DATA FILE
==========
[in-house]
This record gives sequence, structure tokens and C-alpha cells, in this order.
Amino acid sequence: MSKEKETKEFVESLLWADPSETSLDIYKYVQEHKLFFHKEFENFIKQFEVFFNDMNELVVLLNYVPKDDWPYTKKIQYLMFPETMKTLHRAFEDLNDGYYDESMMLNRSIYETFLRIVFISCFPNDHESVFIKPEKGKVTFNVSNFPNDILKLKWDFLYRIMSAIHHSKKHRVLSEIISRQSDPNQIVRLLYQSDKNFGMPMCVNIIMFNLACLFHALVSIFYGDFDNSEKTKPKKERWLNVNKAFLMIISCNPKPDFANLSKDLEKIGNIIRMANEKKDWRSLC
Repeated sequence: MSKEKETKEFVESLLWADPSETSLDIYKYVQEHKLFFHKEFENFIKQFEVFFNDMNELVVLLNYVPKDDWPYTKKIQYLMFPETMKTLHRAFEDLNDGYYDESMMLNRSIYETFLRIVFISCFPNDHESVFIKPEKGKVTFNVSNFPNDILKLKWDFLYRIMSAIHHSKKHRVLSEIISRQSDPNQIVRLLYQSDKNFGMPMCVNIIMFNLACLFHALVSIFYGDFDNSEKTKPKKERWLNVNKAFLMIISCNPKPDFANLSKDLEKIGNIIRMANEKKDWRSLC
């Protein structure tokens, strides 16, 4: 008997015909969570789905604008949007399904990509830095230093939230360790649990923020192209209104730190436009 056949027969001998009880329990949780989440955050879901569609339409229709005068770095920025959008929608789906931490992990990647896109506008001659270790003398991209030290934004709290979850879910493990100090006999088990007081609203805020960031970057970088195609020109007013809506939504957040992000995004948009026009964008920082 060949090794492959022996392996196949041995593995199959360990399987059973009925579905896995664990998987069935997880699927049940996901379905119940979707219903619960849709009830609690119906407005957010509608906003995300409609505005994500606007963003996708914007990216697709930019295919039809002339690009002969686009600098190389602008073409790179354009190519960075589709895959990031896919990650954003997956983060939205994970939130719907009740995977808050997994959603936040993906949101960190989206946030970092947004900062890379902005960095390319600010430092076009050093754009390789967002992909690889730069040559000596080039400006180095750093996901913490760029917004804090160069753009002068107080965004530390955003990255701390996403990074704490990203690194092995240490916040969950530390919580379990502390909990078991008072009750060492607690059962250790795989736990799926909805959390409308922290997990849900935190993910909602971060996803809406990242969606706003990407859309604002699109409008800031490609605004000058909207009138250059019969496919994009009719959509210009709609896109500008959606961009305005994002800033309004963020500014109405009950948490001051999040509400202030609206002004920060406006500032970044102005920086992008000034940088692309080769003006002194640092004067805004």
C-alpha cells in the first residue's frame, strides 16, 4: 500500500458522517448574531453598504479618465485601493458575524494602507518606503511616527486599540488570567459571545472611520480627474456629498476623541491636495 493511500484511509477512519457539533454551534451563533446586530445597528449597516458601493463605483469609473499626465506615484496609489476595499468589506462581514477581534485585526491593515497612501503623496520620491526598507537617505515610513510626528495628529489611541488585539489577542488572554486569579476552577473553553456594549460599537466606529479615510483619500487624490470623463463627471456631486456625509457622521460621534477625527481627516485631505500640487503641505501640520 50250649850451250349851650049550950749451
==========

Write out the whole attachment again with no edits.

[in-house]
This record gives sequence, structure tokens and C-alpha cells, in this order.
Amino acid sequence: MSKEKETKEFVESLLWADPSETSLDIYKYVQEHKLFFHKEFENFIKQFEVFFNDMNELVVLLNYVPKDDWPYTKKIQYLMFPETMKTLHRAFEDLNDGYYDESMMLNRSIYETFLRIVFISCFPNDHESVFIKPEKGKVTFNVSNFPNDILKLKWDFLYRIMSAIHHSKKHRVLSEIISRQSDPNQIVRLLYQSDKNFGMPMCVNIIMFNLACLFHALVSIFYGDFDNSEKTKPKKERWLNVNKAFLMIISCNPKPDFANLSKDLEKIGNIIRMANEKKDWRSLC
Repeated sequence: MSKEKETKEFVESLLWADPSETSLDIYKYVQEHKLFFHKEFENFIKQFEVFFNDMNELVVLLNYVPKDDWPYTKKIQYLMFPETMKTLHRAFEDLNDGYYDESMMLNRSIYETFLRIVFISCFPNDHESVFIKPEKGKVTFNVSNFPNDILKLKWDFLYRIMSAIHHSKKHRVLSEIISRQSDPNQIVRLLYQSDKNFGMPMCVNIIMFNLACLFHALVSIFYGDFDNSEKTKPKKERWLNVNKAFLMIISCNPKPDFANLSKDLEKIGNIIRMANEKKDWRSLC
């Protein structure tokens, strides 16, 4: 008997015909969570789905604008949007399904990509830095230093939230360790649990923020192209209104730190436009 056949027969001998009880329990949780989440955050879901569609339409229709005068770095920025959008929608789906931490992990990647896109506008001659270790003398991209030290934004709290979850879910493990100090006999088990007081609203805020960031970057970088195609020109007013809506939504957040992000995004948009026009964008920082 060949090794492959022996392996196949041995593995199959360990399987059973009925579905896995664990998987069935997880699927049940996901379905119940979707219903619960849709009830609690119906407005957010509608906003995300409609505005994500606007963003996708914007990216697709930019295919039809002339690009002969686009600098190389602008073409790179354009190519960075589709895959990031896919990650954003997956983060939205994970939130719907009740995977808050997994959603936040993906949101960190989206946030970092947004900062890379902005960095390319600010430092076009050093754009390789967002992909690889730069040559000596080039400006180095750093996901913490760029917004804090160069753009002068107080965004530390955003990255701390996403990074704490990203690194092995240490916040969950530390919580379990502390909990078991008072009750060492607690059962250790795989736990799926909805959390409308922290997990849900935190993910909602971060996803809406990242969606706003990407859309604002699109409008800031490609605004000058909207009138250059019969496919994009009719959509210009709609896109500008959606961009305005994002800033309004963020500014109405009950948490001051999040509400202030609206002004920060406006500032970044102005920086992008000034940088692309080769003006002194640092004067805004």
C-alpha cells in the first residue's frame, strides 16, 4: 500500500458522517448574531453598504479618465485601493458575524494602507518606503511616527486599540488570567459571545472611520480627474456629498476623541491636495 493511500484511509477512519457539533454551534451563533446586530445597528449597516458601493463605483469609473499626465506615484496609489476595499468589506462581514477581534485585526491593515497612501503623496520620491526598507537617505515610513510626528495628529489611541488585539489577542488572554486569579476552577473553553456594549460599537466606529479615510483619500487624490470623463463627471456631486456625509457622521460621534477625527481627516485631505500640487503641505501640520 50250649850451250349851650049550950749451